Summer had definitely arrived on Monday. With the air temperature over 20 degrees and even a strong easterly warm enough to sit out in a t-shirt in there had to be carp on the surface. The Railway Pond seemed like a good bet for a duffer like me to snatch an easy sucker off the top.

I travelled light with one rod, an original Chorley Anglers Lure Special which I revamped a few years ago, a bucket of mixers, a bag of bits, landing net and unhooking mat to sit on.


The up-wind swims were taken by pleasure anglers so I dropped in the windward bank to see a few smallish carp cruising around. The wind was too strong to fish a controller so I anchored a surface bait in a long hooklink. A couple of carp had a look at it. One was too small to have enough suction to drag the bait down! That's the trouble in this 'non-commercial'. It's full of carp that are two small to be called pasties. They're more the size of party sausage rolls!

I worked my way along the far bank until the other anglers had departed and I could get the wind behind me. Even with my useless skills I soon had plenty of fish swirling away in front of me. The controller back in action and drifting towards the fish. But as usual, despite a couple of takes from fish with larger mouths, I caught nowt. Back home via the chippy and it was time to search the internet for bow-fishing gear...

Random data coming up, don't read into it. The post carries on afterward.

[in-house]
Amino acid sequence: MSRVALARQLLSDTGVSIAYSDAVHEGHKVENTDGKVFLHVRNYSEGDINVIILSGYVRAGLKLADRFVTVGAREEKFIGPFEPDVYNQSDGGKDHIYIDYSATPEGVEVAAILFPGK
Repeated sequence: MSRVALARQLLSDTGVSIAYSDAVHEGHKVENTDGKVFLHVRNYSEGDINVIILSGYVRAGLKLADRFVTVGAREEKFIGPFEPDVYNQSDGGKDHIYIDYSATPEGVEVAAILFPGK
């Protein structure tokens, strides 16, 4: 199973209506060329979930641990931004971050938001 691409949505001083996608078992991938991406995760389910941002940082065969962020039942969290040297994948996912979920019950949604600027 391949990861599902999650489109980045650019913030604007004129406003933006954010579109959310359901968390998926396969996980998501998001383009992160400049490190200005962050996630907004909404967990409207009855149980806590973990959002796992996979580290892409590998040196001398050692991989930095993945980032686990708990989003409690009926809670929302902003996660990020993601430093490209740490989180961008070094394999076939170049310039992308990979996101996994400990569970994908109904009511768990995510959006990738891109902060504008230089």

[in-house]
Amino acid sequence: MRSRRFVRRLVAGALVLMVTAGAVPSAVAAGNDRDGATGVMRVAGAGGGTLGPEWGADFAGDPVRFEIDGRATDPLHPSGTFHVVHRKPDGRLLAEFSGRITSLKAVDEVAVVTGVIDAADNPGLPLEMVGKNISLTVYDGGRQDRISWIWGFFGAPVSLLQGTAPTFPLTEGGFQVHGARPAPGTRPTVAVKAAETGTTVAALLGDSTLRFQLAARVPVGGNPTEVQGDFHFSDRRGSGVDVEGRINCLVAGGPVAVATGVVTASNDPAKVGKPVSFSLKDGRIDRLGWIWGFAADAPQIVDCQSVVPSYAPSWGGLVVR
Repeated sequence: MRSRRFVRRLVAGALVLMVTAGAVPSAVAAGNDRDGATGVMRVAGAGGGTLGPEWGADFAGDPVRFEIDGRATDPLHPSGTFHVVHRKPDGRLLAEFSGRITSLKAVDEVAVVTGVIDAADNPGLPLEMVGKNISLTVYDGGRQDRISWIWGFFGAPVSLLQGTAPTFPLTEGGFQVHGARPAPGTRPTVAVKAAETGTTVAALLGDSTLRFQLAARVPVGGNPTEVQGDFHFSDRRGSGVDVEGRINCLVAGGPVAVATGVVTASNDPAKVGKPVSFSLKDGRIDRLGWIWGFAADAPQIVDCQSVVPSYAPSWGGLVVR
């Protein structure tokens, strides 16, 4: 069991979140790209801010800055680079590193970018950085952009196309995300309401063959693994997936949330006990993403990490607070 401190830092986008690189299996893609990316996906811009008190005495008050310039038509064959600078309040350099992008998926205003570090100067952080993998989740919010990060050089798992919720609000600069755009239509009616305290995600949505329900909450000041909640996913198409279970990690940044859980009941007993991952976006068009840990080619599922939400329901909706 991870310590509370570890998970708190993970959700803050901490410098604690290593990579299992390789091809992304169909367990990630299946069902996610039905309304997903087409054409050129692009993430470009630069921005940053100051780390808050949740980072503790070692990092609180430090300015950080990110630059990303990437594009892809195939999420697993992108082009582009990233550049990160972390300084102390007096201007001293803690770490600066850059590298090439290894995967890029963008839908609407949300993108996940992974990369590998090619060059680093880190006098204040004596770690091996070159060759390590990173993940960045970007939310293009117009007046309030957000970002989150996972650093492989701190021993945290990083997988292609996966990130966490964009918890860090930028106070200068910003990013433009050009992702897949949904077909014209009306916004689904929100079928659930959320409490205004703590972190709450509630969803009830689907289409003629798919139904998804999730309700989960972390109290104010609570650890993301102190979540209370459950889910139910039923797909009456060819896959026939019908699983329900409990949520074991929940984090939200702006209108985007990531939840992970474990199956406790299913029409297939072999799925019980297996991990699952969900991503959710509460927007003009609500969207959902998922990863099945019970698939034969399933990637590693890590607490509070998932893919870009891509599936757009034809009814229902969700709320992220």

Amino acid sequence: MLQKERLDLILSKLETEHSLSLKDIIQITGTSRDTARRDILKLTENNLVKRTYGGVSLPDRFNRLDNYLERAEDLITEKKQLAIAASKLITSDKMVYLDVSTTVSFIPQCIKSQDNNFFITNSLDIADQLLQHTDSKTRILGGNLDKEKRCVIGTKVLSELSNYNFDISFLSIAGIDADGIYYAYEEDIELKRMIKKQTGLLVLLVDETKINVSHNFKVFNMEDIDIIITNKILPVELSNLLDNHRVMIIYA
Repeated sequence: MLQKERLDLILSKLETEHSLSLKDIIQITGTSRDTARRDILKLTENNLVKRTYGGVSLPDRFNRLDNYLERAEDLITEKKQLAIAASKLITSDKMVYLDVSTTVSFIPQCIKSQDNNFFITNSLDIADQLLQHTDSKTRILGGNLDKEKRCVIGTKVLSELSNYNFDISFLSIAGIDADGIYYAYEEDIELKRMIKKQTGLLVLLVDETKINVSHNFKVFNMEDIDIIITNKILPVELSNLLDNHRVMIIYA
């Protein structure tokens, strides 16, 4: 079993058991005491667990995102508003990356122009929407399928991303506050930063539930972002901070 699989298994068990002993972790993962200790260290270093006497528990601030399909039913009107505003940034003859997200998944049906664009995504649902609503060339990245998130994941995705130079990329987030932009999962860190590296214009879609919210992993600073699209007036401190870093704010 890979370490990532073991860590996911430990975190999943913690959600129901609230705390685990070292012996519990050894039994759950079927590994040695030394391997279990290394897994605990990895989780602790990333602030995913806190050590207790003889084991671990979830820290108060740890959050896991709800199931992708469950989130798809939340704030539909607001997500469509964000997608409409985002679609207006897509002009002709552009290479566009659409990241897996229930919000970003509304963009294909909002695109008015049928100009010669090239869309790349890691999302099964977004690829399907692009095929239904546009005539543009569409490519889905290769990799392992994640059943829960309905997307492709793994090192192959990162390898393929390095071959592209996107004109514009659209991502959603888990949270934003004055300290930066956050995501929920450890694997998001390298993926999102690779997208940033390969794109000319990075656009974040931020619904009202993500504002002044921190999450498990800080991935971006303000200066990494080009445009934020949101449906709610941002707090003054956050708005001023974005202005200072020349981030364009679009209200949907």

Tuesday and summer had gone on holiday. Cloudy but warmish. Then, after I collected my new 'carp' reels, loaded them with line and rigged them up on the rods I was itching to give them a try out. As much to get the line bedded in (and make sure I'd put enough on over the backing line..) as to try to catch a fish. That was the cue for the rain to arrive. I went anyway. New tackle has to be played with.